"Behind us," Krisin said softly.
Tana glanced at the screens but couldn't make sense of the spots.  Her mind refused to believe, until she spun the craft around and faced --
"How the hell did they get that many werecraft this close without notice?" she demanded, suddenly more angry than afraid.  That was her own personal insanity.
Other fighters had begun launching but all she heard was the jabber of panicked voices. She cut out that commline.
"We can clear out," she said, glancing at Lisel.  Krisin made a little sound, but she couldn't tell what it meant.  "Because the reality is --"
"Real," Lisel said and suddenly began to run his long fingers over the controls.  His claws were out and they made clicking noises against the board.  "What if they aren't real?"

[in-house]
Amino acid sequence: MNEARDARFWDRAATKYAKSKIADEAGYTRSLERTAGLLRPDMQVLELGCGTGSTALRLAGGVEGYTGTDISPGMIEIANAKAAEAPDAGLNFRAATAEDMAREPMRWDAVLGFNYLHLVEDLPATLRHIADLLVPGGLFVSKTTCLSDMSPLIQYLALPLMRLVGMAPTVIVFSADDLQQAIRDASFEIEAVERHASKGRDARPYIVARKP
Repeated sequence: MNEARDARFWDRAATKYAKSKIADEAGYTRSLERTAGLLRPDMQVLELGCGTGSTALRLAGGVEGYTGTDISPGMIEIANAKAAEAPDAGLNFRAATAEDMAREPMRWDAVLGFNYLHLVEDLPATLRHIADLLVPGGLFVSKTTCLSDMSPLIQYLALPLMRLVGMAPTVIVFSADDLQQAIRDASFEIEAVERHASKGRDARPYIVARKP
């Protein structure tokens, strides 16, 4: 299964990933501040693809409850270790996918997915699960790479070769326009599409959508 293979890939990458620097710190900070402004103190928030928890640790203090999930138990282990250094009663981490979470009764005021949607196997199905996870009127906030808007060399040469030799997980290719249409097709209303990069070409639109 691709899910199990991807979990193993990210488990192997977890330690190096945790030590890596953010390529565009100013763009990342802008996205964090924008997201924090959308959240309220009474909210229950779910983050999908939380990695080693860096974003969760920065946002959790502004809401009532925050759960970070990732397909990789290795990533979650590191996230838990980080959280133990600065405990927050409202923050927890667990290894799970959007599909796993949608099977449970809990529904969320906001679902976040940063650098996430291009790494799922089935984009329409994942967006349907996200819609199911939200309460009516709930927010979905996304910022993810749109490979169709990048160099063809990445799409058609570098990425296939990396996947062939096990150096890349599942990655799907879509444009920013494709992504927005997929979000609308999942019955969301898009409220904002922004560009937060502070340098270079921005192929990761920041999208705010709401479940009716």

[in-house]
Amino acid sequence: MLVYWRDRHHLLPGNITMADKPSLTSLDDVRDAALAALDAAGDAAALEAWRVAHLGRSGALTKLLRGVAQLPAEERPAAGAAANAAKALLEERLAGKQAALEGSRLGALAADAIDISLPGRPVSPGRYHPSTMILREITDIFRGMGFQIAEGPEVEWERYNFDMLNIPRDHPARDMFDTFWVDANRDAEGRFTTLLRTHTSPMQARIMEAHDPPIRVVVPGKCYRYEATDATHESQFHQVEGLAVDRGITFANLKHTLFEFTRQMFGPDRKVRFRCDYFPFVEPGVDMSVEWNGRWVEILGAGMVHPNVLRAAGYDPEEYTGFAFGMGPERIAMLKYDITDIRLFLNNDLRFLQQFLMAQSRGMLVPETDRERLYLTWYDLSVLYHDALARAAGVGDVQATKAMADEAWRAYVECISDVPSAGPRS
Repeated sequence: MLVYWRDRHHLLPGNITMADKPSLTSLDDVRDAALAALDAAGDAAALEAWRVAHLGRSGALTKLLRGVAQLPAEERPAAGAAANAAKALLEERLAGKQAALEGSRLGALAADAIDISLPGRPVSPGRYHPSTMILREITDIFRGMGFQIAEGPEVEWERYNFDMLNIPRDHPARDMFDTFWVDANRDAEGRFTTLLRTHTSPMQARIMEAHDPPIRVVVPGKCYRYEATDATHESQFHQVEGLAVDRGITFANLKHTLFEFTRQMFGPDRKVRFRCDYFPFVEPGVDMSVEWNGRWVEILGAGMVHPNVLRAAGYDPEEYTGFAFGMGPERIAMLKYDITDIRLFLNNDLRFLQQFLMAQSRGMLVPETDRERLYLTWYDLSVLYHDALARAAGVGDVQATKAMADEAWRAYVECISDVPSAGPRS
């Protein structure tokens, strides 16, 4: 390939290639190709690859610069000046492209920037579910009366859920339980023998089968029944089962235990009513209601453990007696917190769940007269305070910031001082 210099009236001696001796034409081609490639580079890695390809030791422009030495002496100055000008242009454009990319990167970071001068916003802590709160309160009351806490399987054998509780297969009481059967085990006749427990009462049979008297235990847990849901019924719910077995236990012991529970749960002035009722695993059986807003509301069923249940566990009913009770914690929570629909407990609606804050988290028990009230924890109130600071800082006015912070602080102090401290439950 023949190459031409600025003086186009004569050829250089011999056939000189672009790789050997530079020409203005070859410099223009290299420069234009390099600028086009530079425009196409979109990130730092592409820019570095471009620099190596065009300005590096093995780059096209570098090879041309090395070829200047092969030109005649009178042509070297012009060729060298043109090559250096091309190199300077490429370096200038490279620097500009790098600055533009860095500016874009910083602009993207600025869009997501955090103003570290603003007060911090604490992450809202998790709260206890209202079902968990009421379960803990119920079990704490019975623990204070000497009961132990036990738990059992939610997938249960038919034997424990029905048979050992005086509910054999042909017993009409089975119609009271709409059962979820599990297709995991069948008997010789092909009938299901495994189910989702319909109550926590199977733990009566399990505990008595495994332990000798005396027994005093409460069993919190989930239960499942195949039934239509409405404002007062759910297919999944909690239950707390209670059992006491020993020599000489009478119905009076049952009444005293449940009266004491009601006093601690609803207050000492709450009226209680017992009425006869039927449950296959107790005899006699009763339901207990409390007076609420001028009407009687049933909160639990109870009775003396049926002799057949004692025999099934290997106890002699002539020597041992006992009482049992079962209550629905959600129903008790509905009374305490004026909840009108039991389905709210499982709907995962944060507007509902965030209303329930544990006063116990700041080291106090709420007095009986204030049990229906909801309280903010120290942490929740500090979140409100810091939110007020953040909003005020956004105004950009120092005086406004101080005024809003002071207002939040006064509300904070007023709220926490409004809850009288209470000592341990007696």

"They have to be real.  We can see them out there and on the scanners!"
"We're seeing something on the scanners," Lisel said.  "But they aren't reading like wereships."
"Some kind of change in configuration of the craft?" Tana asked. "Is that how they got so close?"
Tana keyed a commline straight to the main ship's control deck.  "Information, please," she said, keeping her voice as light as possible.  "How the hell did these things get so close without any warning?"
"We're looking into the possibility of in-ship systems failure," someone answered.  "They just suddenly appeared."
"Thank you," she replied and probably sounded insanely happy as she keyed back off.  "Okay, Lisel: real or not?"